Ready to get strong and slim? Use these tips to lose weight and look great in no time.
1. Eat Less Sweet
Got a late-night sugar craving that just won’t quit? To satisfy your sweet tooth without pushing yourself over the calorie edge, even in the late night hours, think fruit first. So resist that chocolate cake siren, and instead enjoy a sliced apple with a tablespoon of nut butter (like peanut or almond) or fresh fig halves spread with ricotta. Then sleep sweet, knowing you’re still on the right, healthy track.
2. Get the Best Workout Buddy For Yourself
A workout buddy is hugely helpful for keeping motivated, but it’s important to find someone who will inspire—not discourage. So make a list of all your exercise-loving friends, then see who fits this criteria: Can your pal meet to exercise on a regular basis? Is she supportive (not disparaging) of your goals? And last, will your bud be able to keep up with you or even push your limits in key workouts? If you’ve got someone that fits all three, make that phone call.
3. Stock these foods Up
While there are heaps of good-for-you foods out there, some key ingredients make it a lot easier to meet your weight-loss goals. Next grocery store run, be sure to place these top three diet-friendly items in your cart: balsamic vinegar (it adds a pop of low-cal flavor to veggies and salads), in-shell nuts (their protein and fiber keep you satiated), and fat-free plain yogurt (a creamy, comforting source of protein). Plus, Greek yogurt also works wonders as a natural low-calorie base for dressings and dips—or as a tangier alternative to sour cream.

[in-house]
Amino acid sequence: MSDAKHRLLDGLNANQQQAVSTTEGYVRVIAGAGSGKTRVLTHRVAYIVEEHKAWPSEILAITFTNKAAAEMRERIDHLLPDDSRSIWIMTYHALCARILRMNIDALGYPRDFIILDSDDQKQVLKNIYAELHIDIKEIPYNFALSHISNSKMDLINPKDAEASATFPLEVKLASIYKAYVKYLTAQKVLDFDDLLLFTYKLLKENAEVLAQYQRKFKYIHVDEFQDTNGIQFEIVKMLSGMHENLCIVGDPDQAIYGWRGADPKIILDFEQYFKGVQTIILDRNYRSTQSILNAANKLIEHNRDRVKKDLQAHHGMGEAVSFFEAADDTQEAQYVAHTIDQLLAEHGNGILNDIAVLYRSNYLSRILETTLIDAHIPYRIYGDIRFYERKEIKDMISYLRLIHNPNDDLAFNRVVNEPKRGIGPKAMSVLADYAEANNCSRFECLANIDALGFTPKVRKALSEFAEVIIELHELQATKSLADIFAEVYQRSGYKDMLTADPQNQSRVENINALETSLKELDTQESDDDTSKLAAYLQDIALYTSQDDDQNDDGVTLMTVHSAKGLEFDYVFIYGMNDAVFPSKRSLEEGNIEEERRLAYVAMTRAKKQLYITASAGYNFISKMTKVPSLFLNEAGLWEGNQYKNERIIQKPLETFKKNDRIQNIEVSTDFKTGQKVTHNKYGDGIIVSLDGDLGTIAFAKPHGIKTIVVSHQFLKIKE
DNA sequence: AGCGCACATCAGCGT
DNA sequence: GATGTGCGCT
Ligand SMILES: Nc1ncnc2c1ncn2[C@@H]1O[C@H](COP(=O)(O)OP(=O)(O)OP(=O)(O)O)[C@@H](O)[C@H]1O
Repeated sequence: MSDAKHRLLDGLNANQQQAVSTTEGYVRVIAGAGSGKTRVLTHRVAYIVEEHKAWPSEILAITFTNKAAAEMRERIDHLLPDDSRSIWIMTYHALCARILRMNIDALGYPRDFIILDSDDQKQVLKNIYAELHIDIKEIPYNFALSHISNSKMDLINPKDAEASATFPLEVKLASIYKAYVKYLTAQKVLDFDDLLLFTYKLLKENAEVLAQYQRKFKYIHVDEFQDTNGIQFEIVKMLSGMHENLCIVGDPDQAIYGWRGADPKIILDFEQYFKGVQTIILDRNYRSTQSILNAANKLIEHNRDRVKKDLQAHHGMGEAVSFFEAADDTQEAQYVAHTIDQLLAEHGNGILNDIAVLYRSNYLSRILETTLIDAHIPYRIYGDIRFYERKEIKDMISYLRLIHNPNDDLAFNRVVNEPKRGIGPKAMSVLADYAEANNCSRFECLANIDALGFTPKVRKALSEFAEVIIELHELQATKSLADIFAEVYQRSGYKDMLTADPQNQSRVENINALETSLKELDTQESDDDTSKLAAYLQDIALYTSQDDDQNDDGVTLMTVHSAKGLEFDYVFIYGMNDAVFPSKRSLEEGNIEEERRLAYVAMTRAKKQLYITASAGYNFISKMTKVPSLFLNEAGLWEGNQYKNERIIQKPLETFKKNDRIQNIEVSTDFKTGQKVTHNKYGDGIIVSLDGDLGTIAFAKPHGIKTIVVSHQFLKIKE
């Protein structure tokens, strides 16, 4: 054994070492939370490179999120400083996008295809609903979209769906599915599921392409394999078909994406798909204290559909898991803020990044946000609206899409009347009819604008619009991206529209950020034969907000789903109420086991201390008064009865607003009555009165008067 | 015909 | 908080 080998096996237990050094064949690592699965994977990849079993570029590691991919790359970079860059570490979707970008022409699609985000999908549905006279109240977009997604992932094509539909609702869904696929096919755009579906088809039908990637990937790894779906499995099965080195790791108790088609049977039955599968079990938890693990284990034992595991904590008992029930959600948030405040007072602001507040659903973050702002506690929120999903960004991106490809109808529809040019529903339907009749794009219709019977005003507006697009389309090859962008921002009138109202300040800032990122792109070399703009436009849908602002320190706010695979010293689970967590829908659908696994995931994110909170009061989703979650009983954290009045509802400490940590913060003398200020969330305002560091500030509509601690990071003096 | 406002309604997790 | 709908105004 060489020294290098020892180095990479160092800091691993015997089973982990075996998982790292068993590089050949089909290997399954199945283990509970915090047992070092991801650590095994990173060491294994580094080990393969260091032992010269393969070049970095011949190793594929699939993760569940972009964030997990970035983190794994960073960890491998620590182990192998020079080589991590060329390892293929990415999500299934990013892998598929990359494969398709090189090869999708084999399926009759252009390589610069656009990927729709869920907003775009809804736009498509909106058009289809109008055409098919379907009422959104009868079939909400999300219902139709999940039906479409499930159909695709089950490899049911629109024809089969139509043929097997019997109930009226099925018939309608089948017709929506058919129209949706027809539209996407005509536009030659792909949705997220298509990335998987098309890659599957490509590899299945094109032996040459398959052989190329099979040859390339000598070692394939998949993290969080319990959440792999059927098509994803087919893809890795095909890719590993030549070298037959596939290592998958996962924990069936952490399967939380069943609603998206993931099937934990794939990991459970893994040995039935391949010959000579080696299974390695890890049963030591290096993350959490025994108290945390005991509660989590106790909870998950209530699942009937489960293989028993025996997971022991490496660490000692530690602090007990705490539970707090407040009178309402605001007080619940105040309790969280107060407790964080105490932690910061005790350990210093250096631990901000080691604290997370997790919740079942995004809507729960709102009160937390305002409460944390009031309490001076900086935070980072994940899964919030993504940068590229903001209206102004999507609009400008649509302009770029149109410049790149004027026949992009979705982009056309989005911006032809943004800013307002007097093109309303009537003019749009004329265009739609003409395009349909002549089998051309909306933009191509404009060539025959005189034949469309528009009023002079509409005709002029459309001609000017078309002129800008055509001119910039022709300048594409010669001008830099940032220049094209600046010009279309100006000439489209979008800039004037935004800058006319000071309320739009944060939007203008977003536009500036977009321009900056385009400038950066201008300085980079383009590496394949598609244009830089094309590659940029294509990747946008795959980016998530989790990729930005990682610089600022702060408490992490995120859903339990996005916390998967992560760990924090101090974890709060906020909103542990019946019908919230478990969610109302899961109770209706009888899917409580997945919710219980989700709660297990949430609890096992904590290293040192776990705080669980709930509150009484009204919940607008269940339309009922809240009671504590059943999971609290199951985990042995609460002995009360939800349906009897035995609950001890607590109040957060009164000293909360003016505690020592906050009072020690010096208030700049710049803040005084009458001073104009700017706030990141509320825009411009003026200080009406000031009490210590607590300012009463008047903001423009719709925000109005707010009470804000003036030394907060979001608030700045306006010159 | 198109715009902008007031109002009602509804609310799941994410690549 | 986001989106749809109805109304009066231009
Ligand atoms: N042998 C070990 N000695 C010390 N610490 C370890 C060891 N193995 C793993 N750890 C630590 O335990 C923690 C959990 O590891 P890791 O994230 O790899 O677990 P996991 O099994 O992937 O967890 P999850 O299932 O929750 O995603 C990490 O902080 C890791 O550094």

4. Relieve those muscles
After a grueling workout, there’s a good chance you’re going to be feeling it (we’re talking sore thighs, tight calves). Relieve post-fitness aches by submerging your lower body in a cold bath (50 to 55 degrees Fahrenheit; you may have to throw some ice cubes in to get it cold enough) for 10 to 15 minutes. Many top athletes use this trick to help reduce soreness after training sessions. An athlete training for an important race should consider getting one to two massages per month to help aid in training recovery.
5. Always wear comfy shoes
You shouldn’t buy kicks that hurt, bottom line! Your shoes should feel comfortable from the first step. So shop in the evening—your feet swell during the day and stop in the late afternoon, so you want to shop when they’re at their biggest. Also make sure the sneaks are a little roomy—enough so that you can wiggle your toes, but no more than that. They should be comfy from the get-go, and they’ll be even more so once you have a good 20 to 40 miles on ’em.
6. Pump Up the Volume
Running with music is a great way to get in a groove (just make sure it’s not blasting too loudly, or you won’t hear those cars!). To pick the ultimate iPod playlist, think about what gets you going. There are several elite athletes that have been known to listen to what is consider ‘relaxing’ music, such as symphony music, while they do a hard workout. So don’t feel like you have to download Lady Gaga because her tunes are supposed to pump you up—go with any music that you find uplifting.
7. Track your progress
You’ve been following your diet for a whole week. Weigh to go! Now it’s time to start tracking your progress (and make sure pesky pounds don’t find their way back on). It’s best to step on the scale in the morning before eating or drinking—and prior to plunging into your daily activities. For the most reliable number, be sure to check your poundage at a consistent time, whether daily or weekly.
8. Regulate Your Food Portions
Does your steak take up more than half your plate? Think about cutting your serving of beef in half. That’s because it’s best to try and fill half your plate with veggies or a mixture of veggies and fresh fruit, so that it’s harder to overdo it on the more caloric dishes (like cheesy potatoes or barbecue sauce–slathered ribs).